- DOMA’s Erstwhile Defenders – News reports this morning indicate that King & Spalding — the law firm whose partner, former solicitor general Paul Clement, was slated to defend the Defense of Marriage Act — has decided to withdraw. This follows a campaign of intimidation with threats from law schools and activist groups that retribution would follow if the firm continued to defend the law. This tantrum and its seeming success tell us that many on the left believe they have a veto on the principle that everybody deserves to be represented in court. It also suggests that there are few limits on what gay marriage supporters will do to marginalize those with whom they disagree. It’s worth remembering, as Maggie Gallagher says, that this is what “marriage equality” means. Paul Clement’s principled stand, which Kathryn has noted, is a much-needed grown-up decision and a very powerful rebuke to the intimidators.
Intimidation worked for the firm but not attorney Paul Clement who has resigned.
- Paul Clement law firm drops DOMA case because of protests – In a real victory for supporters of same-sex marriage — and marking what seems like real marginalization for its foes — a major law firm has reversed course and will refuse to represent the House of Representatives in defending the Defense of Marriage Act.
King and Spalding Chairman Robert D. Hays, Jr., whose partner Paul Clement was to lead the defense, said in a statement through a spokesman, Les Zuke:
Today the firm filed a motion to withdraw from its engagement to represent the Bipartisan Legal Advisory Group of the House of Representatives on the constitutional issues regarding Section III of the 1996 Defense of Marriage Act. Last week we worked diligently through the process required for withdrawal.
In reviewing this assignment further, I determined that the process used for vetting this engagement was inadequate. Ultimately I am responsible for any mistakes that occurred and apologize for the challenges this may have created.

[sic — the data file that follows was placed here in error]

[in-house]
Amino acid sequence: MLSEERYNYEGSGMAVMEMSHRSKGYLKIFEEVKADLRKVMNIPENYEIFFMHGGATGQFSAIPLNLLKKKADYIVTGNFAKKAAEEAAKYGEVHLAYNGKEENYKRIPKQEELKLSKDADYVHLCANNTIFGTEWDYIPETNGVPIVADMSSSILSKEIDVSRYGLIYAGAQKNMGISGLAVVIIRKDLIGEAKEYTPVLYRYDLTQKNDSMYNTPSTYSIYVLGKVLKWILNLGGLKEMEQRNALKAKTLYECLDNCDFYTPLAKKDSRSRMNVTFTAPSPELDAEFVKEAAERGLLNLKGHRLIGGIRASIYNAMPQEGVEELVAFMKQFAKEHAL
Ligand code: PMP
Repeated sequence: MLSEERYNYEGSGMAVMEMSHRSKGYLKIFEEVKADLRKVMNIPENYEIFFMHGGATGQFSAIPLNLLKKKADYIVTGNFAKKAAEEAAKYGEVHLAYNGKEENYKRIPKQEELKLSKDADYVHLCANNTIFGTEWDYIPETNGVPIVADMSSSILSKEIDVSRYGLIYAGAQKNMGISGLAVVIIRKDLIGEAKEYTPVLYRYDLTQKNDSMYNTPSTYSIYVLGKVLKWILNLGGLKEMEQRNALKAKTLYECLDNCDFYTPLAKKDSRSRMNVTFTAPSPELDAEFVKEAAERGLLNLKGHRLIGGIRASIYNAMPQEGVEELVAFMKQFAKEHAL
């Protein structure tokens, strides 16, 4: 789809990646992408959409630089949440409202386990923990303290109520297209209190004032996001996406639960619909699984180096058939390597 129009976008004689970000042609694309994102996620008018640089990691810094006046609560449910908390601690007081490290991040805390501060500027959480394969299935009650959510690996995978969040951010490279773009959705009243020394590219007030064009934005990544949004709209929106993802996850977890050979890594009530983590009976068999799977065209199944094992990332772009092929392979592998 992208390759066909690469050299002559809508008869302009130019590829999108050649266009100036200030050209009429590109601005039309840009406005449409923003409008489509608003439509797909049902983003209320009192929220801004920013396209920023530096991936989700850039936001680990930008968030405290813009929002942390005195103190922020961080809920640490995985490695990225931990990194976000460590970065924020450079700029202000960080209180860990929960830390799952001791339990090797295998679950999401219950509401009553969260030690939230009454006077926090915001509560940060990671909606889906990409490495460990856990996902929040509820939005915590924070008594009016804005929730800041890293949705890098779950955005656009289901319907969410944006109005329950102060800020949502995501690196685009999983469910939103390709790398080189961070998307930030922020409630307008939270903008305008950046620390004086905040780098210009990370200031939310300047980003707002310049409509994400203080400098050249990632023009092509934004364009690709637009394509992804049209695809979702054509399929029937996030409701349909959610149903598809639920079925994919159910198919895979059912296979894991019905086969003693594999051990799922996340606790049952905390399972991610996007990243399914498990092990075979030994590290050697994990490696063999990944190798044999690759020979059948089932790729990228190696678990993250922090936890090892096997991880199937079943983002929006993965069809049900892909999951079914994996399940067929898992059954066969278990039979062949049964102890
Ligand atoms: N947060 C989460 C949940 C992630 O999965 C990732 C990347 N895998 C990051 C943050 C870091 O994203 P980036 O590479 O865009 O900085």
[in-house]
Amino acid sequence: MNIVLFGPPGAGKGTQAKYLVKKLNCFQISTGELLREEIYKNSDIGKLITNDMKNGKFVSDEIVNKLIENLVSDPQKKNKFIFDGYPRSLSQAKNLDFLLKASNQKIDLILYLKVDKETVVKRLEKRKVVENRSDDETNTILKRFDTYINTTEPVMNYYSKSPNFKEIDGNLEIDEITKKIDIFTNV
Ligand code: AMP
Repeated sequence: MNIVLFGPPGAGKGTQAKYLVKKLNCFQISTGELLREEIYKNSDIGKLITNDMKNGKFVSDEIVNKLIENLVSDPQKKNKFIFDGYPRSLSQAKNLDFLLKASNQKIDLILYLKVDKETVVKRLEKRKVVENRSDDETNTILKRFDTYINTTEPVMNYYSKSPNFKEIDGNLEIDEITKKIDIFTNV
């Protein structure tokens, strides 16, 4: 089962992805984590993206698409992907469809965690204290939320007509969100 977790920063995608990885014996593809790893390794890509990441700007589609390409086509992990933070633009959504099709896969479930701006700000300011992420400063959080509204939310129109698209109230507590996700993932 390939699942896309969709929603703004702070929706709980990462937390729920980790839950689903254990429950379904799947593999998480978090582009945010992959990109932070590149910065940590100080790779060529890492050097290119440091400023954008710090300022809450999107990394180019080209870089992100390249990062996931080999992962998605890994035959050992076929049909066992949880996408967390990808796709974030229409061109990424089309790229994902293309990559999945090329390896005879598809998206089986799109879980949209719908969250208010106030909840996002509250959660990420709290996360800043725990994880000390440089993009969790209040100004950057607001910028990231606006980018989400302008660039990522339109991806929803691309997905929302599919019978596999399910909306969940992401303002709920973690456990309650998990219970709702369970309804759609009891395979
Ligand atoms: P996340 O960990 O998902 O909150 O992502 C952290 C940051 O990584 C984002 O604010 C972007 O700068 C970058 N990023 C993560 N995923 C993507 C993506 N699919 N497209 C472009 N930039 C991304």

The statement is silent on the reasons for the decision, but the firm faced protests at its Atlanta office and a national campaign against it. And now the House majority may have to find a new lawyer.
Of course, Paul Clement has now resigned from the firm.
I thought law firms were to represent the innocent and guilty or disparate interests?
Guess expedience is OK with King and Spalding
These are my links for March 22nd from 09:10 to 09:12:
- Can California tax Internet purchases? – California's severe budget squeeze and a stagnant economy have rekindled a political war over how Internet purchases should be taxed – if, indeed, they could be taxed.
California already has one of the nation's highest sales tax rates, approaching 10 percent in some communities. But it's applied only to transactions inside the state or to mail order and Internet sales when the seller has a "physical presence" in the state.
The latter condition – decreed by the U.S. Supreme Court in 1992 – is the rub.
Technically, Californians who buy from distant sellers are supposed to pay an equivalent "use tax" on state income tax returns. Few do, and enforcement is virtually impossible.
That would seem to be that, but the potential revenue gain – officially at least a few hundred million dollars a year – and pressure from brick-and-mortar merchants about untaxed competition have sparked efforts to mine the Internet and mail sales vein.
The situation's bête noire is Amazon, the huge Internet seller of almost everything. New York seized upon Amazon's use of affiliated sellers as the "physical presence" or "nexus" that would require it to collect sales taxes. But the New York law is tied up in the courts, and Amazon has threatened to cancel affiliate relations in any state that follows suit.
Some California legislators want to emulate New York, prompting Amazon to issue a declaration that it not only opposes four pending taxation bills as violating the Supreme Court decision, but "would be compelled to end its advertising relationships with well over 10,000 California-based participants in the Amazon associates program." Overstock.com issued a similar warning.
Read it all.
- Levin 1, Wehner 0 – Advantage, Levin. Even if you don’t believe the seemingly apocryphal stories about Reagan regretting the 1986 bill, it clearly failed. (The amnesty part worked. The border enforcement part was blocked.) It’s one thing to say Reagan supported this policy the first time. It’s another to claim he would have supported making the same mistake a second time–and that this is the “conservative” approach. … P.S.: It’s particularly disingenuous for Wehner to claim that Bush “never supported” a Reagan-like “amnesty.” The main difference between Reagan’s approach and Bush’s is that Reagan was honest enough to call it what it was (“amnesty”). Bush and his apparatchiks preferred poll-tested confections like “path to citizenship.” … Also, Bush’s amnesty was bigger. …
Bush's Amnesty Plan or Path to Citizenship would have been a MAJOR disaster.
Reagan's "Amnesty" was bad enough – Mark Levin was correct.